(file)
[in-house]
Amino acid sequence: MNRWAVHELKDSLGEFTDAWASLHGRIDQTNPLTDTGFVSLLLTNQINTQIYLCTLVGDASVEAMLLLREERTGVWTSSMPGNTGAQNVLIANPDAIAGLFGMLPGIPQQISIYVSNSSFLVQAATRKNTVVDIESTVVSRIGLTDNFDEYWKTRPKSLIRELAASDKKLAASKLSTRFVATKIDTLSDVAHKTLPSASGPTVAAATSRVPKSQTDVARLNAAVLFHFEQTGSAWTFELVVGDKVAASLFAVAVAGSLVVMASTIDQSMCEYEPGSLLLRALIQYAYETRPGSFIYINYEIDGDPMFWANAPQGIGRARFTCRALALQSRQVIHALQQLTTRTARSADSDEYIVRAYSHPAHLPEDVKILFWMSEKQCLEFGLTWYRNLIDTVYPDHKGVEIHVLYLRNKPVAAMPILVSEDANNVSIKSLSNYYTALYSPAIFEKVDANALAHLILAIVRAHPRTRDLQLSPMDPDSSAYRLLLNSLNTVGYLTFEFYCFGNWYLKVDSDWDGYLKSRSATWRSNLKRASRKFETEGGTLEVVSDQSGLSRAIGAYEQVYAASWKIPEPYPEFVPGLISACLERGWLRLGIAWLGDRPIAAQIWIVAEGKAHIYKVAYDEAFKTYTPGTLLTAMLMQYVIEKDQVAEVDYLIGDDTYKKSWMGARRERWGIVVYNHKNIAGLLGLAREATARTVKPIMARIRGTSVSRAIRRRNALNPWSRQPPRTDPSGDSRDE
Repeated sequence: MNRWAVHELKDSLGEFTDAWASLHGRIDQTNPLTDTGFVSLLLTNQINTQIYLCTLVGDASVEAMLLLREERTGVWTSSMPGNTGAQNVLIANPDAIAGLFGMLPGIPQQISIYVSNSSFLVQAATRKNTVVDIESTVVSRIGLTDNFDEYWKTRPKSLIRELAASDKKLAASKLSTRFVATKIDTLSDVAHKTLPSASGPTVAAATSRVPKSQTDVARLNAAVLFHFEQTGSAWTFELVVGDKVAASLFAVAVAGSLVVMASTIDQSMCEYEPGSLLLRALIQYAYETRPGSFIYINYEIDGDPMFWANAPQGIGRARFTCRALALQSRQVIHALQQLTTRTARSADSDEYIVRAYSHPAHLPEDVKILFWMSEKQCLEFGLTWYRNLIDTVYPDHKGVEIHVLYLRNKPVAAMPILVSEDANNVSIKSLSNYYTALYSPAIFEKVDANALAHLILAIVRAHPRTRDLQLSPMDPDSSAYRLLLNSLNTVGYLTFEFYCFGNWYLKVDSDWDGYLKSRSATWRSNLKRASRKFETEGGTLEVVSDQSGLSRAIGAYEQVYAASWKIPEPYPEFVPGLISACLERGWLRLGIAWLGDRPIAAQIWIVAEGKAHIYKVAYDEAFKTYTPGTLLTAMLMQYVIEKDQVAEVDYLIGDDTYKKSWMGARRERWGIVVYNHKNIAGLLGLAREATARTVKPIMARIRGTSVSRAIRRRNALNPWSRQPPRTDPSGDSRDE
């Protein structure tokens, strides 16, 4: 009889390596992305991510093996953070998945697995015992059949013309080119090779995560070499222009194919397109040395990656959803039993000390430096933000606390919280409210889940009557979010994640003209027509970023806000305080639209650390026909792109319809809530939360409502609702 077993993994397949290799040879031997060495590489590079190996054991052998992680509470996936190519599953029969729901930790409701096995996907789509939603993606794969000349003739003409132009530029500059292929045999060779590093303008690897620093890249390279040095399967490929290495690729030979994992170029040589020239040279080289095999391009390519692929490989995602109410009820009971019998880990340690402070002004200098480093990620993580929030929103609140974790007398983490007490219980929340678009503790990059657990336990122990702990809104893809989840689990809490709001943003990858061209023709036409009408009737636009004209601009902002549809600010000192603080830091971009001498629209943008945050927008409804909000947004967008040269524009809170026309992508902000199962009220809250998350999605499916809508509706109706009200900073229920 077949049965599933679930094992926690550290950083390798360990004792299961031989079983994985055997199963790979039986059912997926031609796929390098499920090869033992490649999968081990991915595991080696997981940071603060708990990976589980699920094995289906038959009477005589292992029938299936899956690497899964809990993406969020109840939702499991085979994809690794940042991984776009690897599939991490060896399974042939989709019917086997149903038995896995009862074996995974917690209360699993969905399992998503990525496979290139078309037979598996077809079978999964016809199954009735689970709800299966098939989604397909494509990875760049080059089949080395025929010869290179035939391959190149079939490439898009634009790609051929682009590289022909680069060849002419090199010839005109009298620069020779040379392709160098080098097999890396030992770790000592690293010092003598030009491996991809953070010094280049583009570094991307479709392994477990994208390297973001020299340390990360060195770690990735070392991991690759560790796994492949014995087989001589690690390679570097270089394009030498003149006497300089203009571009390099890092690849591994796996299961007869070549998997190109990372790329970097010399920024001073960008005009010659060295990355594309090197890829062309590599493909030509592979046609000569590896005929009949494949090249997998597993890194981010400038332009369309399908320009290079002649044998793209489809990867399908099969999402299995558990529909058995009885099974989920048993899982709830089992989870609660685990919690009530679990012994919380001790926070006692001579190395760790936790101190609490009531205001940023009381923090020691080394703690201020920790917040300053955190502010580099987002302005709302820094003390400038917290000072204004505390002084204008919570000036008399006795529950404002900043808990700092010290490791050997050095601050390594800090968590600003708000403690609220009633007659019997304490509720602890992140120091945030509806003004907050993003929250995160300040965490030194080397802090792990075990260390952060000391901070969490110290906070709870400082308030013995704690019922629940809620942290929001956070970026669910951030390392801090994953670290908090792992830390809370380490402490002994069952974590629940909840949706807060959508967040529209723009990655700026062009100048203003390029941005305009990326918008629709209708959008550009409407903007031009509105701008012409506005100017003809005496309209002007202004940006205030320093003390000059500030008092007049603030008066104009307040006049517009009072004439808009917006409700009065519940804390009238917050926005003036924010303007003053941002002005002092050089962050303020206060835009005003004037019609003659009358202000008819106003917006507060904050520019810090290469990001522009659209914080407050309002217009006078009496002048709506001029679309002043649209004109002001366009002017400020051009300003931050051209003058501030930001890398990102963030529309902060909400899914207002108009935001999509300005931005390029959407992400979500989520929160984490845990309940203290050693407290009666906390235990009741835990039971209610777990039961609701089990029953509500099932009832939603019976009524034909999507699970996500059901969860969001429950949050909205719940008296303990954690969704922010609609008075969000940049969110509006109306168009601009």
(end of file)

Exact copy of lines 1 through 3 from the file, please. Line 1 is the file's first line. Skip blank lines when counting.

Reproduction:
[in-house]
Amino acid sequence: MNRWAVHELKDSLGEFTDAWASLHGRIDQTNPLTDTGFVSLLLTNQINTQIYLCTLVGDASVEAMLLLREERTGVWTSSMPGNTGAQNVLIANPDAIAGLFGMLPGIPQQISIYVSNSSFLVQAATRKNTVVDIESTVVSRIGLTDNFDEYWKTRPKSLIRELAASDKKLAASKLSTRFVATKIDTLSDVAHKTLPSASGPTVAAATSRVPKSQTDVARLNAAVLFHFEQTGSAWTFELVVGDKVAASLFAVAVAGSLVVMASTIDQSMCEYEPGSLLLRALIQYAYETRPGSFIYINYEIDGDPMFWANAPQGIGRARFTCRALALQSRQVIHALQQLTTRTARSADSDEYIVRAYSHPAHLPEDVKILFWMSEKQCLEFGLTWYRNLIDTVYPDHKGVEIHVLYLRNKPVAAMPILVSEDANNVSIKSLSNYYTALYSPAIFEKVDANALAHLILAIVRAHPRTRDLQLSPMDPDSSAYRLLLNSLNTVGYLTFEFYCFGNWYLKVDSDWDGYLKSRSATWRSNLKRASRKFETEGGTLEVVSDQSGLSRAIGAYEQVYAASWKIPEPYPEFVPGLISACLERGWLRLGIAWLGDRPIAAQIWIVAEGKAHIYKVAYDEAFKTYTPGTLLTAMLMQYVIEKDQVAEVDYLIGDDTYKKSWMGARRERWGIVVYNHKNIAGLLGLAREATARTVKPIMARIRGTSVSRAIRRRNALNPWSRQPPRTDPSGDSRDE
Repeated sequence: MNRWAVHELKDSLGEFTDAWASLHGRIDQTNPLTDTGFVSLLLTNQINTQIYLCTLVGDASVEAMLLLREERTGVWTSSMPGNTGAQNVLIANPDAIAGLFGMLPGIPQQISIYVSNSSFLVQAATRKNTVVDIESTVVSRIGLTDNFDEYWKTRPKSLIRELAASDKKLAASKLSTRFVATKIDTLSDVAHKTLPSASGPTVAAATSRVPKSQTDVARLNAAVLFHFEQTGSAWTFELVVGDKVAASLFAVAVAGSLVVMASTIDQSMCEYEPGSLLLRALIQYAYETRPGSFIYINYEIDGDPMFWANAPQGIGRARFTCRALALQSRQVIHALQQLTTRTARSADSDEYIVRAYSHPAHLPEDVKILFWMSEKQCLEFGLTWYRNLIDTVYPDHKGVEIHVLYLRNKPVAAMPILVSEDANNVSIKSLSNYYTALYSPAIFEKVDANALAHLILAIVRAHPRTRDLQLSPMDPDSSAYRLLLNSLNTVGYLTFEFYCFGNWYLKVDSDWDGYLKSRSATWRSNLKRASRKFETEGGTLEVVSDQSGLSRAIGAYEQVYAASWKIPEPYPEFVPGLISACLERGWLRLGIAWLGDRPIAAQIWIVAEGKAHIYKVAYDEAFKTYTPGTLLTAMLMQYVIEKDQVAEVDYLIGDDTYKKSWMGARRERWGIVVYNHKNIAGLLGLAREATARTVKPIMARIRGTSVSRAIRRRNALNPWSRQPPRTDPSGDSRDE